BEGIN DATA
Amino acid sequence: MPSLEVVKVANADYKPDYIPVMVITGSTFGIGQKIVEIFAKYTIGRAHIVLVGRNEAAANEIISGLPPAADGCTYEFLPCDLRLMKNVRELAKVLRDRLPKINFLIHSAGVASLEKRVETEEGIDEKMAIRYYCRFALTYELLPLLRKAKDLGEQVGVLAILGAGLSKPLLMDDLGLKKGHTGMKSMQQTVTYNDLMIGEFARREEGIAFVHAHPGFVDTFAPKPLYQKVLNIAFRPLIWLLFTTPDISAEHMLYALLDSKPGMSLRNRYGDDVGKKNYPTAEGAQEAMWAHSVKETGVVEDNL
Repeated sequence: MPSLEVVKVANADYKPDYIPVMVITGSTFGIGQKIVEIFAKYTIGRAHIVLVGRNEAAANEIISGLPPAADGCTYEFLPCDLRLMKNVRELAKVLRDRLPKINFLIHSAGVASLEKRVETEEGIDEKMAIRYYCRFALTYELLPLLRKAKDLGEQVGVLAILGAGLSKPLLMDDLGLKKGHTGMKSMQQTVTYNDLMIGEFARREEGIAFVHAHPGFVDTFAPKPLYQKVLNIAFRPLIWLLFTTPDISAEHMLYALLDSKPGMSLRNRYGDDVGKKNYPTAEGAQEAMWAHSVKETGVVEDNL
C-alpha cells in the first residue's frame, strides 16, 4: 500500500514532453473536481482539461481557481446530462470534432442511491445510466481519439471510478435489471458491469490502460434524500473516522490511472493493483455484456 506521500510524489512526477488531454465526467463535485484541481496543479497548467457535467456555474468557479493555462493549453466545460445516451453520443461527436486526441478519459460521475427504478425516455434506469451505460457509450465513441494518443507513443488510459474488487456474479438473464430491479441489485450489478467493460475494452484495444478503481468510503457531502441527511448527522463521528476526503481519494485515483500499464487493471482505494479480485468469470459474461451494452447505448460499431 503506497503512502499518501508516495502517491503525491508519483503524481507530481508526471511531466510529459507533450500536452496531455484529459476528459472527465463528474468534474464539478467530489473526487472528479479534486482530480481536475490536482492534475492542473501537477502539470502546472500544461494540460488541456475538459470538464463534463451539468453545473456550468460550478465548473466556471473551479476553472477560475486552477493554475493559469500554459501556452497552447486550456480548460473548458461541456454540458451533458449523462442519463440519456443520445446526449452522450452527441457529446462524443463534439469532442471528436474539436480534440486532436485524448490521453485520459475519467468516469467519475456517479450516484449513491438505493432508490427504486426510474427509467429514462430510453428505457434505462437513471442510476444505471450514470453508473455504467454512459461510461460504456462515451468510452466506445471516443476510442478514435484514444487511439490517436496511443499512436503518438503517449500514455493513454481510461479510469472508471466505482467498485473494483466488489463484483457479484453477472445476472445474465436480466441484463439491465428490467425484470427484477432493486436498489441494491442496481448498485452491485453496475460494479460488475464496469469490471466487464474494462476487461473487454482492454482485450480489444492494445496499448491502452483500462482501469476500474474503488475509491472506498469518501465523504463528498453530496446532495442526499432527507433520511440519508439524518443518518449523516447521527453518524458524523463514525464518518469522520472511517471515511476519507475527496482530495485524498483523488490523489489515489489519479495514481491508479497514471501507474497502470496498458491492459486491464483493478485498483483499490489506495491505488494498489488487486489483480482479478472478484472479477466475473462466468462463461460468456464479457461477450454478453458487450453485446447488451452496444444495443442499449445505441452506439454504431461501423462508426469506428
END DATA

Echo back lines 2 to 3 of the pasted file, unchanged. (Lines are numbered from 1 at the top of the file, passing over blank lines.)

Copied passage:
Repeated sequence: MPSLEVVKVANADYKPDYIPVMVITGSTFGIGQKIVEIFAKYTIGRAHIVLVGRNEAAANEIISGLPPAADGCTYEFLPCDLRLMKNVRELAKVLRDRLPKINFLIHSAGVASLEKRVETEEGIDEKMAIRYYCRFALTYELLPLLRKAKDLGEQVGVLAILGAGLSKPLLMDDLGLKKGHTGMKSMQQTVTYNDLMIGEFARREEGIAFVHAHPGFVDTFAPKPLYQKVLNIAFRPLIWLLFTTPDISAEHMLYALLDSKPGMSLRNRYGDDVGKKNYPTAEGAQEAMWAHSVKETGVVEDNL
C-alpha cells in the first residue's frame, strides 16, 4: 500500500514532453473536481482539461481557481446530462470534432442511491445510466481519439471510478435489471458491469490502460434524500473516522490511472493493483455484456 506521500510524489512526477488531454465526467463535485484541481496543479497548467457535467456555474468557479493555462493549453466545460445516451453520443461527436486526441478519459460521475427504478425516455434506469451505460457509450465513441494518443507513443488510459474488487456474479438473464430491479441489485450489478467493460475494452484495444478503481468510503457531502441527511448527522463521528476526503481519494485515483500499464487493471482505494479480485468469470459474461451494452447505448460499431 503506497503512502499518501508516495502517491503525491508519483503524481507530481508526471511531466510529459507533450500536452496531455484529459476528459472527465463528474468534474464539478467530489473526487472528479479534486482530480481536475490536482492534475492542473501537477502539470502546472500544461494540460488541456475538459470538464463534463451539468453545473456550468460550478465548473466556471473551479476553472477560475486552477493554475493559469500554459501556452497552447486550456480548460473548458461541456454540458451533458449523462442519463440519456443520445446526449452522450452527441457529446462524443463534439469532442471528436474539436480534440486532436485524448490521453485520459475519467468516469467519475456517479450516484449513491438505493432508490427504486426510474427509467429514462430510453428505457434505462437513471442510476444505471450514470453508473455504467454512459461510461460504456462515451468510452466506445471516443476510442478514435484514444487511439490517436496511443499512436503518438503517449500514455493513454481510461479510469472508471466505482467498485473494483466488489463484483457479484453477472445476472445474465436480466441484463439491465428490467425484470427484477432493486436498489441494491442496481448498485452491485453496475460494479460488475464496469469490471466487464474494462476487461473487454482492454482485450480489444492494445496499448491502452483500462482501469476500474474503488475509491472506498469518501465523504463528498453530496446532495442526499432527507433520511440519508439524518443518518449523516447521527453518524458524523463514525464518518469522520472511517471515511476519507475527496482530495485524498483523488490523489489515489489519479495514481491508479497514471501507474497502470496498458491492459486491464483493478485498483483499490489506495491505488494498489488487486489483480482479478472478484472479477466475473462466468462463461460468456464479457461477450454478453458487450453485446447488451452496444444495443442499449445505441452506439454504431461501423462508426469506428